Tucked under the glimmering gold dome of the Georgia State Capitol building in Atlanta is a curiosity that has many visitors seeing double. Proudly on display next to the introduction to the Capitol Museum are stuffed, conjoined twin (two heads, one body) calves born in the town of Palmetto in 1987. They were originally introduced alongside other taxidermied animals in a display that celebrated the state’s natural resources, and that has since been removed from the museum. The beloved animals were too popular not to be returned to display, and now reside inside a curiosity-cabinet near the entrance, alongside a conjoined (two heads, one body) snake and moon rocks brought back from the Apollo missions.
The duality of these animals inside the Georgia Capitol building is not lost on many visitors, who will also be passing statues of Confederate figures, such as Alexander Hamilton Stephens, the Vice President of the Confederacy and Georgia Congressman, and paintings of civil rights leader and Nobel Peace Prize winner Martin Luther King Jr. Outside, on the capitol grounds, statues of segregationist and slave-holding governors stand beside one of humanitarian and president Jimmy Carter (Atlanta’s second Nobel Peace Prize winner).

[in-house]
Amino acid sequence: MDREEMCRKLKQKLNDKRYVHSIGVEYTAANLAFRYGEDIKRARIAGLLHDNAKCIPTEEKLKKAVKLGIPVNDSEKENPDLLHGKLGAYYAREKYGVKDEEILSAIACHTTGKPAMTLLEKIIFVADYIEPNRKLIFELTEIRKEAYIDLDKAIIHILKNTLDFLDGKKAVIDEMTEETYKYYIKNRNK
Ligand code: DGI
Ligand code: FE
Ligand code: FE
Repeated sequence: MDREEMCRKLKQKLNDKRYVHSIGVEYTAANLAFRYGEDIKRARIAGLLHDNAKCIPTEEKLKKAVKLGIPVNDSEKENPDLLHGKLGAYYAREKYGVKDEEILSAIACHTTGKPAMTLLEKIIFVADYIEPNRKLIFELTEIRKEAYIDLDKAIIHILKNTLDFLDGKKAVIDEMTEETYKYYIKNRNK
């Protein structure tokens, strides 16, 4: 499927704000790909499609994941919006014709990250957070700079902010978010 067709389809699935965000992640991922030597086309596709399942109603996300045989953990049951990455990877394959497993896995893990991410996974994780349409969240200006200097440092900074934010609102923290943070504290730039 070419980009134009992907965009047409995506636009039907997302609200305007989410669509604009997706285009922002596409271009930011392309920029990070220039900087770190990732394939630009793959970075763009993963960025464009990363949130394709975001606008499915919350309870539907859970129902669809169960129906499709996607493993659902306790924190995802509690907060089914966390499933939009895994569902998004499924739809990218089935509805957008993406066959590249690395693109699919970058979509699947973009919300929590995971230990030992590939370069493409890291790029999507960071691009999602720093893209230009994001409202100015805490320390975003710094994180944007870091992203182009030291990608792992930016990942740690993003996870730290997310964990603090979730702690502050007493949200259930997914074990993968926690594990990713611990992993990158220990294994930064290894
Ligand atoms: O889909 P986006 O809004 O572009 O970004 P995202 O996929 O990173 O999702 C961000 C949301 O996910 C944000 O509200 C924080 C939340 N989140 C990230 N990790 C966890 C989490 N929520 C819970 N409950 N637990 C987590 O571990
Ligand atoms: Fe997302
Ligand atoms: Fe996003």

Visitors to the Georgia State Capitol are surprised and often delighted at this uncommon sight in a hallowed and important place—and the mystical symbolism it suggests.
Know Before You Go
The Georgia Capitol Museum is open Monday to Friday, 8 a.m. to 5 p.m. for free, self-guided tours. The conjoined twin calf heads (two heads, one body) is on the fourth floor.